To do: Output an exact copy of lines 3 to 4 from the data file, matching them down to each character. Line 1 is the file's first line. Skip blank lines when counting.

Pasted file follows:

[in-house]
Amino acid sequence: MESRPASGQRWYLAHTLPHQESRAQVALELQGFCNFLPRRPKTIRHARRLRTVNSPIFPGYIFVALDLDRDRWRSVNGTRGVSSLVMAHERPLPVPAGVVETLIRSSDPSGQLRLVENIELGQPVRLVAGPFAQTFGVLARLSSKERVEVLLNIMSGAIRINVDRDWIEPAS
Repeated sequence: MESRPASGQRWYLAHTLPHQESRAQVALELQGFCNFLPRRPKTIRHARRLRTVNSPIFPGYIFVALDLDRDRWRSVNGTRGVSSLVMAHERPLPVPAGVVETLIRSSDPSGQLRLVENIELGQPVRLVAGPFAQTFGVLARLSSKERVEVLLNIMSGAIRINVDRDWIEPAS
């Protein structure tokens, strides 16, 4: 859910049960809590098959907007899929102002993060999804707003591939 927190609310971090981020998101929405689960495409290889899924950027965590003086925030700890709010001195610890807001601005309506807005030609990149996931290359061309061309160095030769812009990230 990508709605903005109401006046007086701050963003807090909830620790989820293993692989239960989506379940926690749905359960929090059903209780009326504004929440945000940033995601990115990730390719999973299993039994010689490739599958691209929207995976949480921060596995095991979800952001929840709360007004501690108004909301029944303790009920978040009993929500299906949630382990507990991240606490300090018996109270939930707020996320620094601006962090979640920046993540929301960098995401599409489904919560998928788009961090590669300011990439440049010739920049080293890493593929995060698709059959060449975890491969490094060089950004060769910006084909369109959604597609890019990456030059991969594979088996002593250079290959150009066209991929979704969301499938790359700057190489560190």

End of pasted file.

Repeated sequence: MESRPASGQRWYLAHTLPHQESRAQVALELQGFCNFLPRRPKTIRHARRLRTVNSPIFPGYIFVALDLDRDRWRSVNGTRGVSSLVMAHERPLPVPAGVVETLIRSSDPSGQLRLVENIELGQPVRLVAGPFAQTFGVLARLSSKERVEVLLNIMSGAIRINVDRDWIEPAS
């Protein structure tokens, strides 16, 4: 859910049960809590098959907007899929102002993060999804707003591939 927190609310971090981020998101929405689960495409290889899924950027965590003086925030700890709010001195610890807001601005309506807005030609990149996931290359061309061309160095030769812009990230 990508709605903005109401006046007086701050963003807090909830620790989820293993692989239960989506379940926690749905359960929090059903209780009326504004929440945000940033995601990115990730390719999973299993039994010689490739599958691209929207995976949480921060596995095991979800952001929840709360007004501690108004909301029944303790009920978040009993929500299906949630382990507990991240606490300090018996109270939930707020996320620094601006962090979640920046993540929301960098995401599409489904919560998928788009961090590669300011990439440049010739920049080293890493593929995060698709059959060449975890491969490094060089950004060769910006084909369109959604597609890019990456030059991969594979088996002593250079290959150009066209991929979704969301499938790359700057190489560190």